Part II: Avoiding the “Contract Killers”

Beyond the more technical advice we provide our clients on their various business and intellectual property needs, we also counsel them to beware of “contract killers” that often lurk beneath the surface of a deal. These “contract killers” can range from entire provisions to one-word expressions. Examples include:

  • Bad choice of law and forum. What law applies? And, if you sue or get sued, where does a lawsuit have to occur? Businesses often skip these questions as being “the legal stuff.” But the answers can create serious problems for a business and might even prove lethal to a company’s ability to sue for breach of contract or to mount a reasonable defense to a claim for breach or wrongdoing.

    If your business is in the state of Georgia, but you’re having to prosecute or defend a case in Washington state, how easy is that going to be for your business to afford—especially if the other party is in Washington state. Working with your attorney on more neutral-choice law and forum options can make a big difference on whether your business has control over the deal post-closing.

  • Omitting critical stakeholders in negotiations. Do you have the right people involved in negotiations to ensure the contract, as signed, is right for your business? Getting the right people involved is critical to ensuring efficient negotiations and drafting a contract that’s a good fit for your business in terms of its priorities and capabilities. You don’t want to be the business that has to go back after signing to request changes that should have been caught during negotiations. These types of changes are typically expensive—if the other side will even agree to them.
  • Ignoring the renewal. Does your business need or want the contract to renew? Businesses often forget about whether a renewal period is right, and if so, under what conditions. Keep your antenna up for these clauses and whether they make sense for your business now and/or after a period of years.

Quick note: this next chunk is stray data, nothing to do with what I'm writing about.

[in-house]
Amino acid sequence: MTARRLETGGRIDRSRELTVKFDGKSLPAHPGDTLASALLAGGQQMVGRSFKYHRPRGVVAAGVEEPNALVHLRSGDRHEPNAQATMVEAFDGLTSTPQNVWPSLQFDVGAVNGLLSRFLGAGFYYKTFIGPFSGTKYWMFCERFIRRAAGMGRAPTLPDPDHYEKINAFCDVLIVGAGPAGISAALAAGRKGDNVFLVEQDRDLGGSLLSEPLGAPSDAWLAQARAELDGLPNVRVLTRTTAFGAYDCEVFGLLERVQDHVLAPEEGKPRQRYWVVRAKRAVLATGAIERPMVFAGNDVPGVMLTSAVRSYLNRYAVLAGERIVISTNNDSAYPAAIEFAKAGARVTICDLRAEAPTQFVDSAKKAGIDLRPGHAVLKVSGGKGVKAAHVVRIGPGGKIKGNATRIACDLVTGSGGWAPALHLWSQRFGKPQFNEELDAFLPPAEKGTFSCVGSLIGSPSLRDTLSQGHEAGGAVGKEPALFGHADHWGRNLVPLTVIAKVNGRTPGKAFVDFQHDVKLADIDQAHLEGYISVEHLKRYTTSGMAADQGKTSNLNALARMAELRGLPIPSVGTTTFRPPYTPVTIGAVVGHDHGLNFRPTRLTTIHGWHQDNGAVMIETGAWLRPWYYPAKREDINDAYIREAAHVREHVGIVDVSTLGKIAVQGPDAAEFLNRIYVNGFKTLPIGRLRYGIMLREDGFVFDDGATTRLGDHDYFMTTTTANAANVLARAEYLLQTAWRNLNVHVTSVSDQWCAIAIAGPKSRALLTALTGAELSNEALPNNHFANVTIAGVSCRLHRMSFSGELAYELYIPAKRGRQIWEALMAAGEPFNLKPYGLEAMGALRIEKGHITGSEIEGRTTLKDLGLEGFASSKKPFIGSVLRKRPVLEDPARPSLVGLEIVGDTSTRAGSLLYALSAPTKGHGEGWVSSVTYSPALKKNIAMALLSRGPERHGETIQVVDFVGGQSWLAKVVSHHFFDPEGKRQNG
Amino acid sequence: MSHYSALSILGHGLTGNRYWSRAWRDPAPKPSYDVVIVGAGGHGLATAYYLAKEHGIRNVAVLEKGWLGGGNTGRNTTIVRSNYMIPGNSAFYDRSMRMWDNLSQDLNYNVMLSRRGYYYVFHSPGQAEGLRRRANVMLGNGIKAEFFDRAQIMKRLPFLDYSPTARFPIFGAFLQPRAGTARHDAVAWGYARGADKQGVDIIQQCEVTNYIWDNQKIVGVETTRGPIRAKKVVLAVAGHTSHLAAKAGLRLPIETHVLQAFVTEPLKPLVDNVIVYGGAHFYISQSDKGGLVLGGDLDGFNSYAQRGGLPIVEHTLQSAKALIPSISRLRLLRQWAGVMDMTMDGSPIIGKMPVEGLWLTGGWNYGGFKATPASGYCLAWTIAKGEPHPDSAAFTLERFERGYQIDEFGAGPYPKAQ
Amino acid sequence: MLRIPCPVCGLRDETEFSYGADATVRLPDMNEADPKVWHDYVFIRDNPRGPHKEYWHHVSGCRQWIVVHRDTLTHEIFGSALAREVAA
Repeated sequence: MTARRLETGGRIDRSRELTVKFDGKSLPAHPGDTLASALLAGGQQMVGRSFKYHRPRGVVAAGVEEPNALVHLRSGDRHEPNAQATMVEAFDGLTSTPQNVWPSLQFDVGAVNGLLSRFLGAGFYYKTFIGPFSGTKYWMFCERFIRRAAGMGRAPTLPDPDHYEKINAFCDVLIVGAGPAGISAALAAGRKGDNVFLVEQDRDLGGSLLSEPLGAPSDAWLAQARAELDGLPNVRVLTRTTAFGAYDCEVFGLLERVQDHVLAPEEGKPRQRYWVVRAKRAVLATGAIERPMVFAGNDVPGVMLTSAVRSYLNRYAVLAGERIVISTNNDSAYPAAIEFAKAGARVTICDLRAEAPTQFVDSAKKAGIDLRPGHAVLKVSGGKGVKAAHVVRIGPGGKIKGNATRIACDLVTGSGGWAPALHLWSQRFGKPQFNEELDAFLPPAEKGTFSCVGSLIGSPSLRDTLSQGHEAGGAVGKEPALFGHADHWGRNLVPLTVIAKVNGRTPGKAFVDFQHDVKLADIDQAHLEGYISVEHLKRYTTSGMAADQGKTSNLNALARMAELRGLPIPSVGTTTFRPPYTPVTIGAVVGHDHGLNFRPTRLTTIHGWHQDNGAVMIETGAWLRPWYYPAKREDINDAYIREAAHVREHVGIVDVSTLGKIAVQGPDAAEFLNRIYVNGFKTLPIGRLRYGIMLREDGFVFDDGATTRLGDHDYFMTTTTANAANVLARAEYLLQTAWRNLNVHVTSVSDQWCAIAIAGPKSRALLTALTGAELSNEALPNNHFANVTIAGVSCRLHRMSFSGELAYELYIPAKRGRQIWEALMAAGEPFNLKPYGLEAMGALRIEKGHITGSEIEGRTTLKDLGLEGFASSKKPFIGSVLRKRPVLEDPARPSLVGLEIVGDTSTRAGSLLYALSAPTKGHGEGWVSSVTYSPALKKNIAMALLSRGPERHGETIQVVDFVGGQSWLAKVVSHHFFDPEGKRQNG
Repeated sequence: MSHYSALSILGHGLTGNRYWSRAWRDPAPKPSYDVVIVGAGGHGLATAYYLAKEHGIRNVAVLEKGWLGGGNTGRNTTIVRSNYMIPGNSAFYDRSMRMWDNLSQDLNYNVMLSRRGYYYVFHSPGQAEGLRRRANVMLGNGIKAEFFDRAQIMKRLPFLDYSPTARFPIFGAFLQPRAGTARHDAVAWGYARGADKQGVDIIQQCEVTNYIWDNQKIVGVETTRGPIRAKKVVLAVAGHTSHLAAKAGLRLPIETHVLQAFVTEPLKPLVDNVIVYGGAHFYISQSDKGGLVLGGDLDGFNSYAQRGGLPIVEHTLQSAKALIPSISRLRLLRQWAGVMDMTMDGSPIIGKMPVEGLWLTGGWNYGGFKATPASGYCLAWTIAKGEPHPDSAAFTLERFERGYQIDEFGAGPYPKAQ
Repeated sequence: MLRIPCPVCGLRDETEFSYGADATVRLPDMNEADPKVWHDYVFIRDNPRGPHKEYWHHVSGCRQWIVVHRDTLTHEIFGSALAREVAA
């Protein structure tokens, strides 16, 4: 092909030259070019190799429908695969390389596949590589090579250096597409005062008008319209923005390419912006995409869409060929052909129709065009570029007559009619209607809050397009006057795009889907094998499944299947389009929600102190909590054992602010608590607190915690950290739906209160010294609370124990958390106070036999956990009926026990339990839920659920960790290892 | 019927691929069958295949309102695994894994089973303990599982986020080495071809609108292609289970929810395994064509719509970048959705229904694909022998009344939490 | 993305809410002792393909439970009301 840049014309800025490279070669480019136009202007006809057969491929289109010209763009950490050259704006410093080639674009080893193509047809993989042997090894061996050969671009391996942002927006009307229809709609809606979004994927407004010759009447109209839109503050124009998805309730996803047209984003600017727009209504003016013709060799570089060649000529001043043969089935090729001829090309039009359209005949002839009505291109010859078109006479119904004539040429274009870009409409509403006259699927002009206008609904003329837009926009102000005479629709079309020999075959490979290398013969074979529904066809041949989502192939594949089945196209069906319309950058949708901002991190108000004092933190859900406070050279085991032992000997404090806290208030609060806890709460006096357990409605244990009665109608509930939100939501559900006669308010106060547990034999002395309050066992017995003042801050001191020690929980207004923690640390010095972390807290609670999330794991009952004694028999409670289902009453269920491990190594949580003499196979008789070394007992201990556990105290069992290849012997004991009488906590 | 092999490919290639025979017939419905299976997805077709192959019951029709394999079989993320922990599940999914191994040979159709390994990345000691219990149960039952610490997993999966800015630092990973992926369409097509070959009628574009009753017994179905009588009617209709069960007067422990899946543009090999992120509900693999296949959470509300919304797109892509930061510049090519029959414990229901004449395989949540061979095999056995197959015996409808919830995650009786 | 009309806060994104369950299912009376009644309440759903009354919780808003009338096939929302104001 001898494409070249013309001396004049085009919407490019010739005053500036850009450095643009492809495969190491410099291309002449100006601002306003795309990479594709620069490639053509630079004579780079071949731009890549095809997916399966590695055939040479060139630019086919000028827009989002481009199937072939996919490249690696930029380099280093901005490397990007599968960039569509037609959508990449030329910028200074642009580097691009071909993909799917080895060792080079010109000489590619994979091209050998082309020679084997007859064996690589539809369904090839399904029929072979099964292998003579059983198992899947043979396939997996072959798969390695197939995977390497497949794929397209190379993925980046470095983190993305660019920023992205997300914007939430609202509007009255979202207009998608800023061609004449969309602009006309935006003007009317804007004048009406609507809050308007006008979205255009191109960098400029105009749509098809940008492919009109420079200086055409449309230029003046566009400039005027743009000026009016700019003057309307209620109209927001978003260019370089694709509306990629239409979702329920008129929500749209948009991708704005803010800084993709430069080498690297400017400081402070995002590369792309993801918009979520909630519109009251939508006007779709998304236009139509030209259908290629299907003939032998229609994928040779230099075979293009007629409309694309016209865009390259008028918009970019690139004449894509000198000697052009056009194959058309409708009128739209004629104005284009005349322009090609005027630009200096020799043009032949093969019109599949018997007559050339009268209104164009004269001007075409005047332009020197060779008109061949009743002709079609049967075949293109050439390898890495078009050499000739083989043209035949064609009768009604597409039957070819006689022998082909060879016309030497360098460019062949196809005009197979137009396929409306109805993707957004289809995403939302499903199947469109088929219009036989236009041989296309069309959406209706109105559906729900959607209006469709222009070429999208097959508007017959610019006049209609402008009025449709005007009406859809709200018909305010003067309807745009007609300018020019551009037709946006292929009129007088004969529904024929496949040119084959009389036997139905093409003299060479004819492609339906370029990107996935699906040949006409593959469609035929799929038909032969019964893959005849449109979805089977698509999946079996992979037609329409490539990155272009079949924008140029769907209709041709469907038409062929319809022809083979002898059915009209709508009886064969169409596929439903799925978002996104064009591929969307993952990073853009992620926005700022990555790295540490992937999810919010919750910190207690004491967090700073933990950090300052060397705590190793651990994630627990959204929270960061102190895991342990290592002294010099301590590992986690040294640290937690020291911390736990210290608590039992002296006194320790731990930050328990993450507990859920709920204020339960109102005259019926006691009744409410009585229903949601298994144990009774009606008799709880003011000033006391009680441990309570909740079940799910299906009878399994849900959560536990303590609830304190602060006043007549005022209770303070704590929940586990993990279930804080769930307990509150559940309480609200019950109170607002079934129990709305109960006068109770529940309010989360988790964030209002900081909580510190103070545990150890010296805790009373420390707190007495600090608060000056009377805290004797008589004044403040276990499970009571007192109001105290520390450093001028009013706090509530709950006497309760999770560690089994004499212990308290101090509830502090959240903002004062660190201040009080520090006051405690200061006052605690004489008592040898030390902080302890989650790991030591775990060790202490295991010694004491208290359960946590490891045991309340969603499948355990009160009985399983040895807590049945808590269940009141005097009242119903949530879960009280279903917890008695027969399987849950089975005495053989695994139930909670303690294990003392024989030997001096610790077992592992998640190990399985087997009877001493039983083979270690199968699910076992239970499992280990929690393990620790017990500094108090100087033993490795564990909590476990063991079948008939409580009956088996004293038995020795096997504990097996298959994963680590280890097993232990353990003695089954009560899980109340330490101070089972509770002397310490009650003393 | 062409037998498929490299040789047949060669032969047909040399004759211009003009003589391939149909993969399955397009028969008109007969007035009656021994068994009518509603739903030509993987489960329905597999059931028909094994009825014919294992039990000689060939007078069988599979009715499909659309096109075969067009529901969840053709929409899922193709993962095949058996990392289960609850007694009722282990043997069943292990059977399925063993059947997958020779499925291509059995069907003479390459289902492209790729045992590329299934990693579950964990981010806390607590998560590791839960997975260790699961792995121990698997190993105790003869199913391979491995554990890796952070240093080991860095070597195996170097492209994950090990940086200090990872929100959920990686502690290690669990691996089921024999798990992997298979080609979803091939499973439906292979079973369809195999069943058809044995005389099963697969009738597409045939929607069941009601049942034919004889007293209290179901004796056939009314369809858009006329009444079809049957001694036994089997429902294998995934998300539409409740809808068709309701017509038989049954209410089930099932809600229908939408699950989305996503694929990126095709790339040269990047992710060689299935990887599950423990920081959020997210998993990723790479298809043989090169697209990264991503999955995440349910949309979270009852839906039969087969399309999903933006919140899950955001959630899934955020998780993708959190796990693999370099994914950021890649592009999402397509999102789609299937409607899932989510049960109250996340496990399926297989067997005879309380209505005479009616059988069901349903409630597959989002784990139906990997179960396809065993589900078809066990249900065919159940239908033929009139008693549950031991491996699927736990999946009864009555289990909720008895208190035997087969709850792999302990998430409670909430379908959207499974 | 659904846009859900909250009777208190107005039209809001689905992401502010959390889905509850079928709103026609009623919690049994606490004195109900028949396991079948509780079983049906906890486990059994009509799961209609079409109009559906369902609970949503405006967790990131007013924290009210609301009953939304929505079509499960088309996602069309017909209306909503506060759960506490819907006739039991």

• Missing the provisos. Does each clause in a contract actually do what it is supposed to do and, perhaps more importantly, what you think it does? Provisos can pop-up to restrict or even undermine hard-won terms and conditions. They are used to signal carve-outs, exceptions, loopholes, and sometimes complete about-faces on what you may think has been agreed.

    Look out for words like “the foregoing notwithstanding,” “provided, however,” and other such phrases. They’re not always wrong, and they are frequently necessary. But they can often slip through unnoticed and may only be poorly understood until they are applied to a given situation, when fixing it is most difficult. When you see these phrases, call them out and insist they be rendered in simple and straightforward English that makes their consequences obvious.

All types of business entities (and their executive teams) must be on guard against contract killers and language that simply does not match up with the company’s true mission. This seemingly general problem can cause actual damages for thriving businesses.

The team at Baker Jenner LLLP is focused on marrying your contracts with your company’s long-term goals and building walls to protect vulnerabilities. Call us at (404) 400-5955 for professional, precise counsel for your dynamic business.

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Baker Jenner LLLP

Baker Jenner LLLP is a business solutions law firm. We partner with clients to achieve their goals while managing transactional, regulatory, and legal risks.

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